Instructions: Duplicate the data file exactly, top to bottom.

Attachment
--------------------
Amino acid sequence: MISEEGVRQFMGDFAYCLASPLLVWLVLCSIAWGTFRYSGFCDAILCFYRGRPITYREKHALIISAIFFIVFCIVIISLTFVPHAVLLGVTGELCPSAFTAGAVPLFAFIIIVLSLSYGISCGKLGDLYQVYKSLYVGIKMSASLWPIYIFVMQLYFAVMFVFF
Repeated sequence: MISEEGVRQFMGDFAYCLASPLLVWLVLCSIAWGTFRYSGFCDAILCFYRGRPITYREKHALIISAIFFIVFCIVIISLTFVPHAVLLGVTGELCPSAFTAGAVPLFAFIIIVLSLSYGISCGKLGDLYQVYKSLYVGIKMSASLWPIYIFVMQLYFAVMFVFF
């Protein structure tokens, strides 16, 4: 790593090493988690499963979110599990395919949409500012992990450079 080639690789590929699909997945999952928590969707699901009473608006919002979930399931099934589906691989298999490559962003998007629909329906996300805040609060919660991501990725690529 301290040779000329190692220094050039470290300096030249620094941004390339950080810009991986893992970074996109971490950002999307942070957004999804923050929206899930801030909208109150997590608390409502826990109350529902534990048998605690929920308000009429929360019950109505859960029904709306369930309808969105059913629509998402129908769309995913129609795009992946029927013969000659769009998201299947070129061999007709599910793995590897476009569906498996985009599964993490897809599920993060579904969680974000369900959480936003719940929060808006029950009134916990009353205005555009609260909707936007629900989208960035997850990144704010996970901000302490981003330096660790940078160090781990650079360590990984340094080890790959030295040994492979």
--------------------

Amino acid sequence: MISEEGVRQFMGDFAYCLASPLLVWLVLCSIAWGTFRYSGFCDAILCFYRGRPITYREKHALIISAIFFIVFCIVIISLTFVPHAVLLGVTGELCPSAFTAGAVPLFAFIIIVLSLSYGISCGKLGDLYQVYKSLYVGIKMSASLWPIYIFVMQLYFAVMFVFF
Repeated sequence: MISEEGVRQFMGDFAYCLASPLLVWLVLCSIAWGTFRYSGFCDAILCFYRGRPITYREKHALIISAIFFIVFCIVIISLTFVPHAVLLGVTGELCPSAFTAGAVPLFAFIIIVLSLSYGISCGKLGDLYQVYKSLYVGIKMSASLWPIYIFVMQLYFAVMFVFF
């Protein structure tokens, strides 16, 4: 790593090493988690499963979110599990395919949409500012992990450079 080639690789590929699909997945999952928590969707699901009473608006919002979930399931099934589906691989298999490559962003998007629909329906996300805040609060919660991501990725690529 301290040779000329190692220094050039470290300096030249620094941004390339950080810009991986893992970074996109971490950002999307942070957004999804923050929206899930801030909208109150997590608390409502826990109350529902534990048998605690929920308000009429929360019950109505859960029904709306369930309808969105059913629509998402129908769309995913129609795009992946029927013969000659769009998201299947070129061999007709599910793995590897476009569906498996985009599964993490897809599920993060579904969680974000369900959480936003719940929060808006029950009134916990009353205005555009609260909707936007629900989208960035997850990144704010996970901000302490981003330096660790940078160090781990650079360590990984340094080890790959030295040994492979």